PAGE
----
Cables - editing a cable

Last updated on 2021-09-20 2 mins. to read

Creating a new cable or editing an existing cable, brings up the cable edit screen.  The cable edit screen is divided into two parts

  • data entry area - where you configure your cable
  • calculation results - shows the current calculation status of your cable


The edit pages is designed to guide you through the process, with inputting the minimum amount of data. As you go through the form, the selections you make will determine which information is requested (d.c. cables, for example do not require frequency or power factor information).  If you get stuck or your calculation is not working, hits are given at the top right (calculation box) on what you need to do.

The calculation box itself is updated after every change and shows current capacity, voltage drop and fault withstand information.  The left-hand border is colour coded against some internal checks to indicate if there is a possible issue with the cable. The box overlays the main form and can be hidden (or shown) by clicking the arrow icon.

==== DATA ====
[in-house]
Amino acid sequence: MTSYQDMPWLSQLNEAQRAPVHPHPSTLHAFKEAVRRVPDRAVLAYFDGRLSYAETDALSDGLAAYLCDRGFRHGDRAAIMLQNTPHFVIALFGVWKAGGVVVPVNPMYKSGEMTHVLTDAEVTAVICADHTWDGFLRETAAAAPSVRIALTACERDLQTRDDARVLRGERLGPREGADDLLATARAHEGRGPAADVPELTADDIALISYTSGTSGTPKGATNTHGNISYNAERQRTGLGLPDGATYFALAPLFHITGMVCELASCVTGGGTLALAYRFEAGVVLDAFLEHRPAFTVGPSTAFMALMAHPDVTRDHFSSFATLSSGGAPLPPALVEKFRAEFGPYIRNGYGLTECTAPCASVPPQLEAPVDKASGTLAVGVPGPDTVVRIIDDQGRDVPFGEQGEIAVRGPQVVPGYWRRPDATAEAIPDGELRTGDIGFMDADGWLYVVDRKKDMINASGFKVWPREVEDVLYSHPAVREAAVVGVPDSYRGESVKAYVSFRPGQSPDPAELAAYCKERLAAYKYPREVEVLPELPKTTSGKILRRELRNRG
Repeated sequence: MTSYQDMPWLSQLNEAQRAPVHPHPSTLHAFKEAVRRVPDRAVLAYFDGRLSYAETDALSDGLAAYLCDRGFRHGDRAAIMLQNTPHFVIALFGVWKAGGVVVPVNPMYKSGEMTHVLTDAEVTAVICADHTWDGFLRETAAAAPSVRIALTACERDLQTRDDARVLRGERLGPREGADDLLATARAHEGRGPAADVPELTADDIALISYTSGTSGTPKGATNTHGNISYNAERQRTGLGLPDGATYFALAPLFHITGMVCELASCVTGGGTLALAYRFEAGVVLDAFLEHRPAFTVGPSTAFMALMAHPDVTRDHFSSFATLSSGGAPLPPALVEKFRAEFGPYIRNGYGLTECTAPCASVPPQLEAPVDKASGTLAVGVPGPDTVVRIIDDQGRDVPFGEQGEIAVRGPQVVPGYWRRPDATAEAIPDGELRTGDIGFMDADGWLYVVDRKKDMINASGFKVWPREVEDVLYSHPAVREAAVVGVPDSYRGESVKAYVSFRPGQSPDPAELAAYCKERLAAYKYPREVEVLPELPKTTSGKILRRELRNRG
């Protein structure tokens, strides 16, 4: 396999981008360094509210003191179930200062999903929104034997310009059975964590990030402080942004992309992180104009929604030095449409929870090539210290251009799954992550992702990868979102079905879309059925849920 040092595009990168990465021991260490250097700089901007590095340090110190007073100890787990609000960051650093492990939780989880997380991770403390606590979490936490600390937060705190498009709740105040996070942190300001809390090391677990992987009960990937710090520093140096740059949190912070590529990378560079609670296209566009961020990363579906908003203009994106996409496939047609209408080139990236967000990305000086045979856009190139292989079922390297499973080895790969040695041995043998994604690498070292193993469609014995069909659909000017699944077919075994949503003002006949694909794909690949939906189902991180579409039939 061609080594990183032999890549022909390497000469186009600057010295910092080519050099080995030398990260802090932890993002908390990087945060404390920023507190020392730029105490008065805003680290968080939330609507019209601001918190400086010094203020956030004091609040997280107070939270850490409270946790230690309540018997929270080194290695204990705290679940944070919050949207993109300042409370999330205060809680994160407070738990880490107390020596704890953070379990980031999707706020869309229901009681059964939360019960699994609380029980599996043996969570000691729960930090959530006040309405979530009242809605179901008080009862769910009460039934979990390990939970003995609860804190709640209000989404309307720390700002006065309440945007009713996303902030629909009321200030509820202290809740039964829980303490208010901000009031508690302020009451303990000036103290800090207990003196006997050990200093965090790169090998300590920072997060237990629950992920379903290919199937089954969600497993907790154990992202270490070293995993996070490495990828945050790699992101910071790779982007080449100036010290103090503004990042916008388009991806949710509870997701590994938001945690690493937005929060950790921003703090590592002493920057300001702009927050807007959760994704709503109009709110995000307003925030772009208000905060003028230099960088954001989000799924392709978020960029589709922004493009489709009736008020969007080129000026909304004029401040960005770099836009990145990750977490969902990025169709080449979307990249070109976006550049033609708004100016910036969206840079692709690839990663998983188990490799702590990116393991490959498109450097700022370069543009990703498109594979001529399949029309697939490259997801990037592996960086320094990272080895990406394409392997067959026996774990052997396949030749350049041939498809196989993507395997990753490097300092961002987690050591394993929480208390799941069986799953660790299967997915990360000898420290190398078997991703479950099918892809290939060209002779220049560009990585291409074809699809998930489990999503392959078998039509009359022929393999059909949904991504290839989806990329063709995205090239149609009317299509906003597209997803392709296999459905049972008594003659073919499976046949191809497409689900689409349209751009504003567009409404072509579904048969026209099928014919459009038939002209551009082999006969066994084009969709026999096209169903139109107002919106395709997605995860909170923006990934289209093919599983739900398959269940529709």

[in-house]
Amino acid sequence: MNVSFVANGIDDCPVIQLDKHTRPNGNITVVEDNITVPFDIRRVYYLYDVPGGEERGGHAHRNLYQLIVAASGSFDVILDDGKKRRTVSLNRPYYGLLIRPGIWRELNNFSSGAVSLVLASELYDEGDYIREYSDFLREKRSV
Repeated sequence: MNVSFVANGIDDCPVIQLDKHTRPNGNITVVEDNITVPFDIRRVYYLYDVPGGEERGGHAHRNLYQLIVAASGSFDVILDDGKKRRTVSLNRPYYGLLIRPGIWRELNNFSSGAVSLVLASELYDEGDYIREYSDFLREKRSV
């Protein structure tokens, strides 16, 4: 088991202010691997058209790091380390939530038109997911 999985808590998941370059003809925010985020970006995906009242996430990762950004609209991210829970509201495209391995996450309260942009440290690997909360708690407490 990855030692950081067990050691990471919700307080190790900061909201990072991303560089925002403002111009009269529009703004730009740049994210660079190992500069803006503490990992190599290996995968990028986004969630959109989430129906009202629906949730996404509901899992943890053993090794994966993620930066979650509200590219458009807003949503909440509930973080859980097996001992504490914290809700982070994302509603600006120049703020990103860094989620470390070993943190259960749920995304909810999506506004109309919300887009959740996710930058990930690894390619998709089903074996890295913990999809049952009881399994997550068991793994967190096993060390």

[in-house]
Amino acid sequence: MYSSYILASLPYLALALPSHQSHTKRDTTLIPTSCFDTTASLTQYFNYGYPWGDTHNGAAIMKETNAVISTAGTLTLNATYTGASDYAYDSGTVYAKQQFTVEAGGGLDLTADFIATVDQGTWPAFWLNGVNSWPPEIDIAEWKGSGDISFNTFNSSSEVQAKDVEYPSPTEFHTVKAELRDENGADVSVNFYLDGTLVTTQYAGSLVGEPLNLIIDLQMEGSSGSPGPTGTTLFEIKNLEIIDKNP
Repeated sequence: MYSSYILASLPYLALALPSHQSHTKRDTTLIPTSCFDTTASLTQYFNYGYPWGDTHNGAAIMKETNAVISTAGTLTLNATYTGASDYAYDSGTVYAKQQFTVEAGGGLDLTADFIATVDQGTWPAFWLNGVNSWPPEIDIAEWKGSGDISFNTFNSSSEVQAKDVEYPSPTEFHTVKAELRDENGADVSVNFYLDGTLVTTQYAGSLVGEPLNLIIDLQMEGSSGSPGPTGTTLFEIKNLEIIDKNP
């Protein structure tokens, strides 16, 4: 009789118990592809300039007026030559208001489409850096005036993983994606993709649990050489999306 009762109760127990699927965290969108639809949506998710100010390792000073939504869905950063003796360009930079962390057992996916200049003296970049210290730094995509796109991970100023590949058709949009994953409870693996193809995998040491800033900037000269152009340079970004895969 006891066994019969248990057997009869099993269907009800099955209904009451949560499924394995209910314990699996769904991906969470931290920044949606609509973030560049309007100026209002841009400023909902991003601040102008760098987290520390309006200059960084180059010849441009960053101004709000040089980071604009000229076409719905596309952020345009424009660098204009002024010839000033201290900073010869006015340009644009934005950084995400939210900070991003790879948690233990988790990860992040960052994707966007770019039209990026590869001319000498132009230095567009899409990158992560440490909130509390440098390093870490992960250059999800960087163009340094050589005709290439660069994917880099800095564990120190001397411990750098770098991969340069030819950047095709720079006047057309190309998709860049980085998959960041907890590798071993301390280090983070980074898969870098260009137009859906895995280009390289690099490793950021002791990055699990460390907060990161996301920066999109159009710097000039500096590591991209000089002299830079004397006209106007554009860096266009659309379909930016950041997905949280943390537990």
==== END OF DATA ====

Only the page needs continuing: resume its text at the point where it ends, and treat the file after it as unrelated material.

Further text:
Note: the application covers all voltages up to and including 33 kV.  By changing your cable voltage, the appropriate cables for and options will be presented for you required voltage.  The cross-sectional area (CSA) of the cable is selected by the user, however, if a sizing standard is employed, the calculation box will give a suggested size and the user can use this to determine the correct CSA. 

The application calculates current capacity to various standards (see the posts sub-topics), positive and zero sequence impedances for the cable by IEC 60909 (see Impedance).  

Note: soil resistivity is used in the calculation of zero sequence impedance. If you don't know the actual soil resistivity, leaving it at the default value (100 Ω) is a good option.

Clicking 'Save Changes', saves any changes.  You can cancel your editing by clicking the 'Cancel' button.

Tutorial - Cable Sizing

* the video is recorded using an older version of the application, but is still generally relevant)